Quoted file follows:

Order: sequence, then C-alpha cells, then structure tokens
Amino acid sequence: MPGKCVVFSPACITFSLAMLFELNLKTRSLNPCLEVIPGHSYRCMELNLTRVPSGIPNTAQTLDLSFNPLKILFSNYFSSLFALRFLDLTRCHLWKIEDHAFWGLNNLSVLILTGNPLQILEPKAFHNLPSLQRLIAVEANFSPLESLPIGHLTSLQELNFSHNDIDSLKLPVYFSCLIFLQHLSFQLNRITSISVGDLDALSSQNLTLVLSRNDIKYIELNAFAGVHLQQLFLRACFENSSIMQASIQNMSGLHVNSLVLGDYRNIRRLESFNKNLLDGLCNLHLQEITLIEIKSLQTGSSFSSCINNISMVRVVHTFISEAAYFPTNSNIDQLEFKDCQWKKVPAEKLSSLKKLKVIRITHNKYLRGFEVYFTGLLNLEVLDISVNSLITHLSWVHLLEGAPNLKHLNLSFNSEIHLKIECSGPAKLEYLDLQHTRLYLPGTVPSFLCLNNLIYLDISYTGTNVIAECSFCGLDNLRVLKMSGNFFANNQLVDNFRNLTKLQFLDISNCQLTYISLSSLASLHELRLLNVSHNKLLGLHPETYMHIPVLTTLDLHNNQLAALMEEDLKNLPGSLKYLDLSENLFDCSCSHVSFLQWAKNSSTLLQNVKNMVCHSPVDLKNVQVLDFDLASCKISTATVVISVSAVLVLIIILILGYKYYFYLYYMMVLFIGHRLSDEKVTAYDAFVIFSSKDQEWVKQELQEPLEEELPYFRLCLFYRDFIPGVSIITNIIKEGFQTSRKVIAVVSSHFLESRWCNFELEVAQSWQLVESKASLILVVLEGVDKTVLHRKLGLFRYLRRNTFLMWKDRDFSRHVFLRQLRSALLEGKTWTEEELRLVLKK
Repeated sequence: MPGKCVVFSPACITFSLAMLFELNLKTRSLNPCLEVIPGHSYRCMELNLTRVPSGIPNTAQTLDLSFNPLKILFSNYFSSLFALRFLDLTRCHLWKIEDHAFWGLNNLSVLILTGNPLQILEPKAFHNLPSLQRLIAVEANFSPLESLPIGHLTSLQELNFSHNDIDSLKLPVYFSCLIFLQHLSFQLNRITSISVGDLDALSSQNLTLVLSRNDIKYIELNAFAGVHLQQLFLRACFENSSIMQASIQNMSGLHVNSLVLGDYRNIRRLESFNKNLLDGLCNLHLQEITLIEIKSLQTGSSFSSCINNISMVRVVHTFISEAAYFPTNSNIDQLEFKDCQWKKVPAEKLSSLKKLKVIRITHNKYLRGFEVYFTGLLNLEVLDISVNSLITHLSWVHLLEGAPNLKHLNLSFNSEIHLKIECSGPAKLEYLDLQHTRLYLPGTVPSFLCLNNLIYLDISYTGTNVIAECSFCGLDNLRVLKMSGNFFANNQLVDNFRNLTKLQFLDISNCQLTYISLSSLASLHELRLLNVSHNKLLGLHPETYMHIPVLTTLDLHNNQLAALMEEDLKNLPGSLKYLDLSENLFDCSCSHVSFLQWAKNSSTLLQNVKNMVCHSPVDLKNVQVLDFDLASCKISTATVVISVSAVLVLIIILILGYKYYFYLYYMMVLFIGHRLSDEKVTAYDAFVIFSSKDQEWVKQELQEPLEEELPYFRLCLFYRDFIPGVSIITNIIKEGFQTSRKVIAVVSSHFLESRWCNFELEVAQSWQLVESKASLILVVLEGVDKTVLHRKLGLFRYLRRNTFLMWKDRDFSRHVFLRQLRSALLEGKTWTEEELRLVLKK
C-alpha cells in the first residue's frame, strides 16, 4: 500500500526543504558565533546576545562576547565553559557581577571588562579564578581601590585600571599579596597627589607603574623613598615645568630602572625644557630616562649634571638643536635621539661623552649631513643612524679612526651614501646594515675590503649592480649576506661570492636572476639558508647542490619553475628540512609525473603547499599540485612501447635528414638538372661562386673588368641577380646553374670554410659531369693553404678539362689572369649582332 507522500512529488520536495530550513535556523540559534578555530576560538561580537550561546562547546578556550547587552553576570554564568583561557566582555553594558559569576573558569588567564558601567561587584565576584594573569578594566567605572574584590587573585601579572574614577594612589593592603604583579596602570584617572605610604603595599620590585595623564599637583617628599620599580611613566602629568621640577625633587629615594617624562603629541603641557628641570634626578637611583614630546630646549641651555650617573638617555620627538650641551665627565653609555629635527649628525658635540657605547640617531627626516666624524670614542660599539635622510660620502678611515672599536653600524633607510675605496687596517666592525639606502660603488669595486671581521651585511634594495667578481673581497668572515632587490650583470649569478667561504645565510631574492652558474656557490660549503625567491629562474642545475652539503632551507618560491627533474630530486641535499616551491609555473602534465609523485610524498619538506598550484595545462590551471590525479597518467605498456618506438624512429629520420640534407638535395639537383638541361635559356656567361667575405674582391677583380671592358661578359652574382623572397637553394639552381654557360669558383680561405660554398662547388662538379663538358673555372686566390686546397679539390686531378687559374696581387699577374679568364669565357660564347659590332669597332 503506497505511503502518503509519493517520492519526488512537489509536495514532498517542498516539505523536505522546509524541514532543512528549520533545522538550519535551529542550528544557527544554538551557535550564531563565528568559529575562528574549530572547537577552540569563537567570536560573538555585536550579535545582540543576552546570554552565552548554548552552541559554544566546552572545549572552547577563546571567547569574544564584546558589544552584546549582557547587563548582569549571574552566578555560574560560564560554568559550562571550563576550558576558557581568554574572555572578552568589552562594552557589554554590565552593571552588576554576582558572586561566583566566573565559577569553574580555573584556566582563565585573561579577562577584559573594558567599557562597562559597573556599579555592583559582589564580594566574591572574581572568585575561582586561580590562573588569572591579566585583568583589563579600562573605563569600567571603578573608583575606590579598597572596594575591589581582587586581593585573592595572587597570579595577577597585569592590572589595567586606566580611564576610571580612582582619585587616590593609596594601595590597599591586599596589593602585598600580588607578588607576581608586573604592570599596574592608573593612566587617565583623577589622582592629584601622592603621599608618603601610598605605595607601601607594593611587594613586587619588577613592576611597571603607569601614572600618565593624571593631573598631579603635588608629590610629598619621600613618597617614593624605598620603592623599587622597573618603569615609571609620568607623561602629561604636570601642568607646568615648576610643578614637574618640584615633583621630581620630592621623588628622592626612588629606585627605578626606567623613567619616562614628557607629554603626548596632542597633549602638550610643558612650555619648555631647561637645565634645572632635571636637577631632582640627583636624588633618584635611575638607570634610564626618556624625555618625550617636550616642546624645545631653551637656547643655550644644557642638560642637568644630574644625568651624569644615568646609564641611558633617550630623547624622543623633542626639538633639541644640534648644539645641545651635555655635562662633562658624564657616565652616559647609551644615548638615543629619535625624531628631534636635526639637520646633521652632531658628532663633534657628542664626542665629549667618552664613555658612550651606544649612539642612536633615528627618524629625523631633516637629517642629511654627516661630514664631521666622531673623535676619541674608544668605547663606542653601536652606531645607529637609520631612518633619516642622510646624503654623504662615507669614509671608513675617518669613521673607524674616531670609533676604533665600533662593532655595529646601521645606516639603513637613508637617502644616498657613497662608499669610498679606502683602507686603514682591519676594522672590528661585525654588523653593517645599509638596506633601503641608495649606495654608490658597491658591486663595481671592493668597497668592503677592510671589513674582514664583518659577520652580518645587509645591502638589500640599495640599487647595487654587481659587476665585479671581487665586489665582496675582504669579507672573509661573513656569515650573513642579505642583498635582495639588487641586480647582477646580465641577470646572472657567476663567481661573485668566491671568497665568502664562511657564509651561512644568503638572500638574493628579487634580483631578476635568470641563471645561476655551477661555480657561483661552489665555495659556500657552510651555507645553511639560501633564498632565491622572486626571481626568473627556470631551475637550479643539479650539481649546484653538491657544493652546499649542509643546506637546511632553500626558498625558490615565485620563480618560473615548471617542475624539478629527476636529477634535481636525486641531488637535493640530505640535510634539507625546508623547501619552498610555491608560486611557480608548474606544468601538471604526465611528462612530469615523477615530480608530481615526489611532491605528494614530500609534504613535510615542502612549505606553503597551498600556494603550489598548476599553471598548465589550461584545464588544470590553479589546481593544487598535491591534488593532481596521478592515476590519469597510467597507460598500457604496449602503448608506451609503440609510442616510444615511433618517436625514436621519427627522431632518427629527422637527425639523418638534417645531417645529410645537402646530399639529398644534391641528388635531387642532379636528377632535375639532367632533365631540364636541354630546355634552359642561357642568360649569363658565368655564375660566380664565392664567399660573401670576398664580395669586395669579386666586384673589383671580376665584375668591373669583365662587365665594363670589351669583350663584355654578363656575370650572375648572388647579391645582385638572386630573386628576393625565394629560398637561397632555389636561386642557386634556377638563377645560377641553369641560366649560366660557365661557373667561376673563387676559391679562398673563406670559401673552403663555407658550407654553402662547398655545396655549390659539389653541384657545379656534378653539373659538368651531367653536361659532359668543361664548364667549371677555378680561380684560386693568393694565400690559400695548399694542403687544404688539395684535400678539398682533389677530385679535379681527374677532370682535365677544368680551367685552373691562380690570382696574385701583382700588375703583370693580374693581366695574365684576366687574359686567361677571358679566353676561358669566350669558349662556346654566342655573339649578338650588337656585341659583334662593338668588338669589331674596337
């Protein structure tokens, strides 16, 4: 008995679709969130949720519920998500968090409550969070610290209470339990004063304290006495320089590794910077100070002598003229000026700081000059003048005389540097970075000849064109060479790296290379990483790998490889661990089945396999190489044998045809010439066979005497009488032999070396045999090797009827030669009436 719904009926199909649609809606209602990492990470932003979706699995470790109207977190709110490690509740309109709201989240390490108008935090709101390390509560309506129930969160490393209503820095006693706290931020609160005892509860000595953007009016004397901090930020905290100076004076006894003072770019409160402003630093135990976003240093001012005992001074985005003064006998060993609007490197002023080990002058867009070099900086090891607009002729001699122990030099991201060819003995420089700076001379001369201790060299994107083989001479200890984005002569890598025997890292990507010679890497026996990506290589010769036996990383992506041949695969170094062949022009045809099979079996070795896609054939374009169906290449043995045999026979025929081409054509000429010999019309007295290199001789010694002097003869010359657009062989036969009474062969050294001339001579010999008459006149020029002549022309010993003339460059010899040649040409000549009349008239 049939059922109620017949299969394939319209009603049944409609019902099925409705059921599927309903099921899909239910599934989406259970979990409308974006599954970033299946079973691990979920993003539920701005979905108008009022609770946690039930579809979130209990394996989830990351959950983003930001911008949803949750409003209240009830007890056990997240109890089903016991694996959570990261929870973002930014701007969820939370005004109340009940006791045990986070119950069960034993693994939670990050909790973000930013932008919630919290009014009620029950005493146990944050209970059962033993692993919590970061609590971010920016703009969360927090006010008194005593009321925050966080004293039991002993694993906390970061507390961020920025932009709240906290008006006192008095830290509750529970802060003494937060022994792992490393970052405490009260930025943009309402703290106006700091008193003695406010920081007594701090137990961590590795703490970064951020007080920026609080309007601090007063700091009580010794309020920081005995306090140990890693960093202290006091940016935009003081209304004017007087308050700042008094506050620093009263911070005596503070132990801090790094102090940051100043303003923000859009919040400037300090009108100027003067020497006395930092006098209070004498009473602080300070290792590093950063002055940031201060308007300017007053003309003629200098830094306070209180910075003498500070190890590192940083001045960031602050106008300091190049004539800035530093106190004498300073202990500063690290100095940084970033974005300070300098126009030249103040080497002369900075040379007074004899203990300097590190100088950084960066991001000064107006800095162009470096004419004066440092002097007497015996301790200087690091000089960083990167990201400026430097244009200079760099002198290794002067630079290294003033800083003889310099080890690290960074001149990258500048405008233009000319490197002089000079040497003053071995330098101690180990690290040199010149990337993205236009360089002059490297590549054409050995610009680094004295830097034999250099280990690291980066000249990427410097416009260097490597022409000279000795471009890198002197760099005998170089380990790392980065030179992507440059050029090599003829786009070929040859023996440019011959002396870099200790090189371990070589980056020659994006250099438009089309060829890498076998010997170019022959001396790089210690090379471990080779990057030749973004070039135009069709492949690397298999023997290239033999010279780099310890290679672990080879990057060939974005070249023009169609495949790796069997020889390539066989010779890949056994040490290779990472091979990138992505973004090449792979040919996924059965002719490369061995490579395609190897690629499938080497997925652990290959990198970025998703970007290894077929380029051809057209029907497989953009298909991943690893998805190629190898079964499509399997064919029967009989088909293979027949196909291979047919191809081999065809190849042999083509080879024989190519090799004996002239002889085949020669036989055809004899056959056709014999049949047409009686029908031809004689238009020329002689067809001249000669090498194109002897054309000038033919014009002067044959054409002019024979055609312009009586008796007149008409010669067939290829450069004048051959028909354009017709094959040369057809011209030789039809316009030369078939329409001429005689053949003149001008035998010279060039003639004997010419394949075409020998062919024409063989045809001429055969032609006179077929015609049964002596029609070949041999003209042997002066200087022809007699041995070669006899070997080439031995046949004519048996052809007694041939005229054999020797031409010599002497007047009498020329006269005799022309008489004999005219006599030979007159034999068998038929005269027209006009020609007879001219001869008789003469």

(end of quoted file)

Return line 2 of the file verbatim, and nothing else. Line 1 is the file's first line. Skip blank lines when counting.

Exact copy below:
Amino acid sequence: MPGKCVVFSPACITFSLAMLFELNLKTRSLNPCLEVIPGHSYRCMELNLTRVPSGIPNTAQTLDLSFNPLKILFSNYFSSLFALRFLDLTRCHLWKIEDHAFWGLNNLSVLILTGNPLQILEPKAFHNLPSLQRLIAVEANFSPLESLPIGHLTSLQELNFSHNDIDSLKLPVYFSCLIFLQHLSFQLNRITSISVGDLDALSSQNLTLVLSRNDIKYIELNAFAGVHLQQLFLRACFENSSIMQASIQNMSGLHVNSLVLGDYRNIRRLESFNKNLLDGLCNLHLQEITLIEIKSLQTGSSFSSCINNISMVRVVHTFISEAAYFPTNSNIDQLEFKDCQWKKVPAEKLSSLKKLKVIRITHNKYLRGFEVYFTGLLNLEVLDISVNSLITHLSWVHLLEGAPNLKHLNLSFNSEIHLKIECSGPAKLEYLDLQHTRLYLPGTVPSFLCLNNLIYLDISYTGTNVIAECSFCGLDNLRVLKMSGNFFANNQLVDNFRNLTKLQFLDISNCQLTYISLSSLASLHELRLLNVSHNKLLGLHPETYMHIPVLTTLDLHNNQLAALMEEDLKNLPGSLKYLDLSENLFDCSCSHVSFLQWAKNSSTLLQNVKNMVCHSPVDLKNVQVLDFDLASCKISTATVVISVSAVLVLIIILILGYKYYFYLYYMMVLFIGHRLSDEKVTAYDAFVIFSSKDQEWVKQELQEPLEEELPYFRLCLFYRDFIPGVSIITNIIKEGFQTSRKVIAVVSSHFLESRWCNFELEVAQSWQLVESKASLILVVLEGVDKTVLHRKLGLFRYLRRNTFLMWKDRDFSRHVFLRQLRSALLEGKTWTEEELRLVLKK